Today, landfills are designed to protect the public and the environment from contaminates that are present in leachate and the production of methane gases that are produced from municipal solid waste (trash or garbage). 9 Impermeable composite liners are required to line the bottom and sides of the landfill to prevent the leachate from entering the environment. 10 Regulations mandate that landfills routinely test leachate. If it is found to be toxic, leachate is treated and disposed of in the same fashion as raw sewage. 11 It costs approximately 1 million dollars to open or close a landfills. 12 This is the very reason why the cost of garbage collection is sky rocketing for homeowners.
Since Texas still has an abundance of open land, the approximate cost of landfill disposal is $26 per ton. 13 The largest landfill in the United States is the Fresh Kills Landfill in Staten Island, New York. 14 It can be seen with the naked eye from space. 15 It is taller than the Statue of Liberty and had to be reopened temporarily after the 9/11 attacks. 16 The most modern landfill is the Kiefer Landfill in Sacremento, California, which captures and uses methane gases from the landfill to generate electricity that dries almonds. 17 The municipal solid waste is compacted and surrounded with foam for added protection for the environment. 18
Not withstanding all of the stringent regulations, water contamination from landfill leachate is still a common concern in the United States. 19 Liner failure is a major consideration in landfill maintenance because there are many things that can compromise and/or puncture the liners, causing them to leak fluid. 20 Also, landfills are more likely to be located in low-income neighborhoods, which may result in increased health risks to the residents and lower home values. 21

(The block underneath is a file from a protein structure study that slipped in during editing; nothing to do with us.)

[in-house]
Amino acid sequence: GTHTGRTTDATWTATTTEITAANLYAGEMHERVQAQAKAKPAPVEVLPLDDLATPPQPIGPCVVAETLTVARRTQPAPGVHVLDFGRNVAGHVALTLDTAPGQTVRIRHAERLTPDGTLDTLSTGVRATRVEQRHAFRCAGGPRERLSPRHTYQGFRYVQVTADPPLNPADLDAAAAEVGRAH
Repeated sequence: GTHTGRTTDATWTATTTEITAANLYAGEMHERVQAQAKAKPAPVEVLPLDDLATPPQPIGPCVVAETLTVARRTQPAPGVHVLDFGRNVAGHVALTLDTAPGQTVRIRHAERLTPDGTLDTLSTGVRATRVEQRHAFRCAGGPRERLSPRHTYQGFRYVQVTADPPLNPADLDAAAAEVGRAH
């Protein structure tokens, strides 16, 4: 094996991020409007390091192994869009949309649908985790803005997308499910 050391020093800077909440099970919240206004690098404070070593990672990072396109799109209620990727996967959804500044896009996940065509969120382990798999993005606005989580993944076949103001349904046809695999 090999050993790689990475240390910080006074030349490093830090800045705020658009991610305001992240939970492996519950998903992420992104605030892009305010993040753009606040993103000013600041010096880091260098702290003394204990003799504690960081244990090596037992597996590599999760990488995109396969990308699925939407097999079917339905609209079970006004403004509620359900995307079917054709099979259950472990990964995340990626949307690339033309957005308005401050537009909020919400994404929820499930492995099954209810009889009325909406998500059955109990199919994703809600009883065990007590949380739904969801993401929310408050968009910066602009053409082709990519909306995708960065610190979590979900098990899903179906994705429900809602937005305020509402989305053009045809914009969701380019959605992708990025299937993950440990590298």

According to an EPA report, U.S. citizens discard 4.26 pounds of municipal solid waste per person per day. 22 Texans throw away 7.5 pounds per person per day. 23
Do we have to give up our modern conveniences to address the garbage disposal problem? The answer seems to be no. West German, French and Italian citizens have the same convenience and technological benefits that U.S. citizens enjoy but only produce about half as much garbage. 24
The Problem with Traditional Recycling Programs
We have been told for years that the solution for reducing the amount of garbage collected each year is to concentrate on recycling plastic and aluminum waste. If this is true, why is the cost of garbage removal and need for landfill space increasing in the United States?
In 1991, the Texas Natural Resources Conservation Commission conducted a study on waste stream composition in Texas. The study showed that plastic, metal, and glass together only comprised of 21 percent of garbage collected before recycling in Texas. 25 The largest component of garbage was paper (41%), then yard trimmings (14.7%), and finally, food scraps (10%), which are all organic materials which can be recycled. 26 Only 13.1 percent of garbage was classified as “other” materials. 27
Not much has changed regarding the composition of waste since the study in Texas. In their 2007 report, 28 the EPA concluded the U.S. waste stream composition before recycling was as follows:
• Paper and cardboard – 32.7%
• Yard trimmings – 12.8%
• Food scraps – 12.5%
• Plastics – 12.1%
• Metals – 8.2%
• Rubber, leather and textiles – 7.6%
• Wood – 5.6%
• Glass – 5.3%
• Other – 3.2%